Safe and Sound

Bank of Pontiac

Pontiac, IL
5
Star Rating
Bank of Pontiac is a Pontiac, IL-based, FDIC-insured bank that opened its doors in 1947. As of December 31, 2017, the bank had equity of $64.8 million on assets of $514.5 million.

U.S. bank customers have $438.6 million on deposit at 8 offices in IL run by 91 full-time employees. With that footprint, the bank currently holds loans and leases worth $367.7 million, $263.7 million of which are for real estate.

Overall, Bankrate believes that, as of December 31, 2017, Bank of Pontiac exhibited a superior condition, earning a full 5 stars for safety and soundness. Keep reading for a breakdown of how the bank did on the three important criteria Bankrate used to evaluate U.S. banks on safety and soundness.

WHAT IS
SAFE AND SOUND?

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THE INSTITUTION'S SCORE

Capital Score

Capital is an essential measurement of a bank's financial resilience. It works as a cushion against losses and affords protection for accountholders during periods of financial trouble for the bank. When looking at safety and soundness, the more capital, the better.

On our test to measure capital adequacy, Bank of Pontiac racked up 16 out of a possible 30 points, exceeding the national average of 13.13.

A bank's Tier 1 capital ratio is an essential measure of this buffer. Bank of Pontiac's Tier 1 capital ratio was 19.20 percent, higher than the 6 percent level regulators consider adequate, but lower than the national average of 25.65 percent. The higher the capital ratio, the better the bank will be able to stand up to financial difficulties.

Overall, Bank of Pontiac held equity amounting to 12.60 percent of its assets, which exceeded the national average of 12.03 percent.

Asset Quality Score

In this test, Bankrate tries to estimate the impact of troubled assets, such as past-due mortgages, on the bank's reserves set aside to cover loan losses, as well as overall capitalization.

A bank with a large number of these types of assets may eventually be forced to use capital to cover losses, cutting down on its equity buffer. Many of those assets are also likely to be in non-accrual status and thus aren't earning interest for the bank, resulting in depressed earnings and potentially more risk of a future failure.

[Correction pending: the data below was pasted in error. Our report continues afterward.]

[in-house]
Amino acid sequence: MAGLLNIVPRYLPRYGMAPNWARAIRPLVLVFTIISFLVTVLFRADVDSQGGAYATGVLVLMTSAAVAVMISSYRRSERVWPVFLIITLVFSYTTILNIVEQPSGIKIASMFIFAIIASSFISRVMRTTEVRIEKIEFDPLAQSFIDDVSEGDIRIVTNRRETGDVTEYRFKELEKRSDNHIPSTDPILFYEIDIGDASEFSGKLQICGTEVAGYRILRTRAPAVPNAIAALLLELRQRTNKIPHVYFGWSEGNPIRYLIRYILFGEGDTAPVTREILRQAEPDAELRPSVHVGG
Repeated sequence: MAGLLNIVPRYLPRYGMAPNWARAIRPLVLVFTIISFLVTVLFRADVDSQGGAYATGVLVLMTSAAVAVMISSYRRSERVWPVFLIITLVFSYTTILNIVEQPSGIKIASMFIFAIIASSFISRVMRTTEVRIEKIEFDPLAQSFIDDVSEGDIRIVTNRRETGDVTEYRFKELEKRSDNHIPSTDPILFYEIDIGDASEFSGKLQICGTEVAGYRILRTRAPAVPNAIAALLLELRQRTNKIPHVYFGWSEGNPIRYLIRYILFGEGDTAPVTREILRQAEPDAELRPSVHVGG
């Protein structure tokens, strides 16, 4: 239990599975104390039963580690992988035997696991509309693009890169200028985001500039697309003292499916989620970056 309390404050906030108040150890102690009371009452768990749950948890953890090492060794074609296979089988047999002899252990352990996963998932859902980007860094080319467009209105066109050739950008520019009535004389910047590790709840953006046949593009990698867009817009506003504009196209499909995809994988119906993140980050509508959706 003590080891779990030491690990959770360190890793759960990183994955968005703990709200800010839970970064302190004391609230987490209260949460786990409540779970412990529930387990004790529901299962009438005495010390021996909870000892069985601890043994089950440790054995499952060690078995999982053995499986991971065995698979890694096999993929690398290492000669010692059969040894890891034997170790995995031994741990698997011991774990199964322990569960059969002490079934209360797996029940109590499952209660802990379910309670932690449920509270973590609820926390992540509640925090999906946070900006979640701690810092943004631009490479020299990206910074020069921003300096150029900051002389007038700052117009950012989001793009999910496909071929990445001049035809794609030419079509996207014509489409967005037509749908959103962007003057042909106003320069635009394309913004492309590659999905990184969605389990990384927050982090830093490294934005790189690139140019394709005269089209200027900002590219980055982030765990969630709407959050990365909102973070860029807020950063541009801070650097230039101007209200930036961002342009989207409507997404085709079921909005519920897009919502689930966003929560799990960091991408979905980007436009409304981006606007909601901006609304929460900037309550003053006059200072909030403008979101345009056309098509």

Bank of Pontiac scored above the national average of 37.49 on Bankrate's asset quality test, racking up 40 out of a possible 40 points .

The percentage of problem assets a bank holds compared to its total assets is a useful indicator of asset quality.As of December 31, 2017, 0.59 percent of Bank of Pontiac's loans were noncurrent, meaning they were more than 90 days past due or were in non-accrual status. That's below the national average of 1.01 percent.

Banks maintain a reserve known as an "allowance for loan and lease losses" to deal with problem assets . The size of that reserve can be a useful indicator when evaluating a bank's ability to manage problem assets, especially when compared to the total amount of at-risk loans. Unfortunately, the FDIC did not provide information on Bank of Pontiac's loan loss allowance in its most recent filings.

Earnings score

A bank's earnings performance affects its long-term survivability. A bank can retain its earnings, boosting its capital buffer, or use them to address problematic loans, potentially making the bank better able to withstand financial shocks. Losses, on the other hand, diminish a bank's ability to do those things.

Bank of Pontiac scored 16 out of a possible 30 on Bankrate's test of earnings, better than the national average of 15.12.

One widely used way to measure a bank's earnings is return on equity, calculated by dividing net income (essentially profit) by the total amount of equity. Bank of Pontiac's most recent annualized quarterly return on equity was 7.80 percent, below the national average of 8.10 percent.

The bank reported net income of $5.1 million on total equity of $64.8 million for the twelve months ended December 31, 2017. The bank reported an annualized return on average assets, or ROA, of 0.99 percent, below the 1 percent deemed satisfactory in accordance with industry standards and below the average for U.S. banks of 1.00 percent.

WHAT IS SAFE & SOUND?

Bankrate.com's Safe & Sound Ratings provide a star rating system to evaluate the current financial status of financial institutions. The information gathered about banks, credit unions and thrifts is updated as set forth in the Terms of Use of Safe & Sound Ratings and Reports. The Safe & Sound Ratings information is grouped by categories of banks, thrifts and credit unions.

Scoring methodology

Bankrate.com evaluates the financial condition of institutions and assigns a one- to five-star rating for each with five stars representing the highest rating. Institutions with satisfactory performance will generally receive a rating of three or more stars. The majority of institutions fall into the three- to four-star range. An institution with an "NR" rating may be too new to rate or may have limited the publicly available information in their regulatory filings. The "NR" is not an indication of financial strength or weakness. The Safe & Sound rating is believed to be reliable, but the information is not guaranteed. In addition, events since the information was collected may have altered the institution's financial condition.